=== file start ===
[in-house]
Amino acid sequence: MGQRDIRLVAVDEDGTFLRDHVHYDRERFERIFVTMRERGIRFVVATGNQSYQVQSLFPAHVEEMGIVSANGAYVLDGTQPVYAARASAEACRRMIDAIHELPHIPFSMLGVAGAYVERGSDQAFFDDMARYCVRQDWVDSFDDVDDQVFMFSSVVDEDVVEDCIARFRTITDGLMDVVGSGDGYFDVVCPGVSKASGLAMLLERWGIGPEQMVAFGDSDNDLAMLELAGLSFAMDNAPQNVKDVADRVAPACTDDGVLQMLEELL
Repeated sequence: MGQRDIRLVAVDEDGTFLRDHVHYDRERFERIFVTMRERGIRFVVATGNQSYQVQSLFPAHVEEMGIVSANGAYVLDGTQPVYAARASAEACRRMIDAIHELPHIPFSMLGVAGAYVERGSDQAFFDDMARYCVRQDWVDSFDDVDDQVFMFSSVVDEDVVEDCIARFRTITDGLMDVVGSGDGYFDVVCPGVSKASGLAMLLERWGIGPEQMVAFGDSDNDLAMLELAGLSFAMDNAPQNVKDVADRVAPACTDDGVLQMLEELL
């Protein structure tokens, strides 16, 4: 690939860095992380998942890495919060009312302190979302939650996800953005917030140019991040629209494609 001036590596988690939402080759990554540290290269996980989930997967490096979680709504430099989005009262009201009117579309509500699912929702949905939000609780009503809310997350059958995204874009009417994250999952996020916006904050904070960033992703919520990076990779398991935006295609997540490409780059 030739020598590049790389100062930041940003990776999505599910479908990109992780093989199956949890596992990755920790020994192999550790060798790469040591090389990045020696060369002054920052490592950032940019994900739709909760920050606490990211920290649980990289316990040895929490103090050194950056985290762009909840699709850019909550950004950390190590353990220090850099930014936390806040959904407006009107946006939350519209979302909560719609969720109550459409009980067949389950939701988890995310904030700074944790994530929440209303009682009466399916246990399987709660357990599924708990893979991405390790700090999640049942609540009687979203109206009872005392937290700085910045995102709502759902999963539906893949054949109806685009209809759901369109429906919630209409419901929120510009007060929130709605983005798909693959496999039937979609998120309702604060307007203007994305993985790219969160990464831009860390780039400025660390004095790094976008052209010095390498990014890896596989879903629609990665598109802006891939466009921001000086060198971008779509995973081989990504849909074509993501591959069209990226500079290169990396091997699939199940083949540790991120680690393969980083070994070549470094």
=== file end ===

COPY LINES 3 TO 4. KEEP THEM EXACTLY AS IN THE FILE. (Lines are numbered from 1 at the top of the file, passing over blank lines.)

Repeated sequence: MGQRDIRLVAVDEDGTFLRDHVHYDRERFERIFVTMRERGIRFVVATGNQSYQVQSLFPAHVEEMGIVSANGAYVLDGTQPVYAARASAEACRRMIDAIHELPHIPFSMLGVAGAYVERGSDQAFFDDMARYCVRQDWVDSFDDVDDQVFMFSSVVDEDVVEDCIARFRTITDGLMDVVGSGDGYFDVVCPGVSKASGLAMLLERWGIGPEQMVAFGDSDNDLAMLELAGLSFAMDNAPQNVKDVADRVAPACTDDGVLQMLEELL
């Protein structure tokens, strides 16, 4: 690939860095992380998942890495919060009312302190979302939650996800953005917030140019991040629209494609 001036590596988690939402080759990554540290290269996980989930997967490096979680709504430099989005009262009201009117579309509500699912929702949905939000609780009503809310997350059958995204874009009417994250999952996020916006904050904070960033992703919520990076990779398991935006295609997540490409780059 030739020598590049790389100062930041940003990776999505599910479908990109992780093989199956949890596992990755920790020994192999550790060798790469040591090389990045020696060369002054920052490592950032940019994900739709909760920050606490990211920290649980990289316990040895929490103090050194950056985290762009909840699709850019909550950004950390190590353990220090850099930014936390806040959904407006009107946006939350519209979302909560719609969720109550459409009980067949389950939701988890995310904030700074944790994530929440209303009682009466399916246990399987709660357990599924708990893979991405390790700090999640049942609540009687979203109206009872005392937290700085910045995102709502759902999963539906893949054949109806685009209809759901369109429906919630209409419901929120510009007060929130709605983005798909693959496999039937979609998120309702604060307007203007994305993985790219969160990464831009860390780039400025660390004095790094976008052209010095390498990014890896596989879903629609990665598109802006891939466009921001000086060198971008779509995973081989990504849909074509993501591959069209990226500079290169990396091997699939199940083949540790991120680690393969980083070994070549470094």